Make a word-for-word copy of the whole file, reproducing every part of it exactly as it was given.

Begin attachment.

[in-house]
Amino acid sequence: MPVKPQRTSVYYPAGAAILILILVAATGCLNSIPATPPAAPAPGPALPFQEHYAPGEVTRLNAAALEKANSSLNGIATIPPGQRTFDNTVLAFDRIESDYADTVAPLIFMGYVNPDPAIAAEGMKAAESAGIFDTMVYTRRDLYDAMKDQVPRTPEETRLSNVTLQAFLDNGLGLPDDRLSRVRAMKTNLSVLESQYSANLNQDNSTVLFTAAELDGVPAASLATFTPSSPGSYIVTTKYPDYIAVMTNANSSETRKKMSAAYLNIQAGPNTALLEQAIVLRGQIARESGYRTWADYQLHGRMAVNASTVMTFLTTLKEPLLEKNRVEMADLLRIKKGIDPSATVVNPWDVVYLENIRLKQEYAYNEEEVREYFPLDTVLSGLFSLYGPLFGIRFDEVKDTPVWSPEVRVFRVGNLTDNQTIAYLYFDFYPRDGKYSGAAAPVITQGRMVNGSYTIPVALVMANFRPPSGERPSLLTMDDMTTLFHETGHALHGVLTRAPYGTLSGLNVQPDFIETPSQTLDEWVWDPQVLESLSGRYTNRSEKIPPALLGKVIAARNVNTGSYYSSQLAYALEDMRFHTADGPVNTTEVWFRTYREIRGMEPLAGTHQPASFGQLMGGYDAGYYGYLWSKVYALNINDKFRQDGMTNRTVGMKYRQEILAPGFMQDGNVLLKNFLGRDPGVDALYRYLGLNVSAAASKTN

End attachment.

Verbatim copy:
[in-house]
Amino acid sequence: MPVKPQRTSVYYPAGAAILILILVAATGCLNSIPATPPAAPAPGPALPFQEHYAPGEVTRLNAAALEKANSSLNGIATIPPGQRTFDNTVLAFDRIESDYADTVAPLIFMGYVNPDPAIAAEGMKAAESAGIFDTMVYTRRDLYDAMKDQVPRTPEETRLSNVTLQAFLDNGLGLPDDRLSRVRAMKTNLSVLESQYSANLNQDNSTVLFTAAELDGVPAASLATFTPSSPGSYIVTTKYPDYIAVMTNANSSETRKKMSAAYLNIQAGPNTALLEQAIVLRGQIARESGYRTWADYQLHGRMAVNASTVMTFLTTLKEPLLEKNRVEMADLLRIKKGIDPSATVVNPWDVVYLENIRLKQEYAYNEEEVREYFPLDTVLSGLFSLYGPLFGIRFDEVKDTPVWSPEVRVFRVGNLTDNQTIAYLYFDFYPRDGKYSGAAAPVITQGRMVNGSYTIPVALVMANFRPPSGERPSLLTMDDMTTLFHETGHALHGVLTRAPYGTLSGLNVQPDFIETPSQTLDEWVWDPQVLESLSGRYTNRSEKIPPALLGKVIAARNVNTGSYYSSQLAYALEDMRFHTADGPVNTTEVWFRTYREIRGMEPLAGTHQPASFGQLMGGYDAGYYGYLWSKVYALNINDKFRQDGMTNRTVGMKYRQEILAPGFMQDGNVLLKNFLGRDPGVDALYRYLGLNVSAAASKTN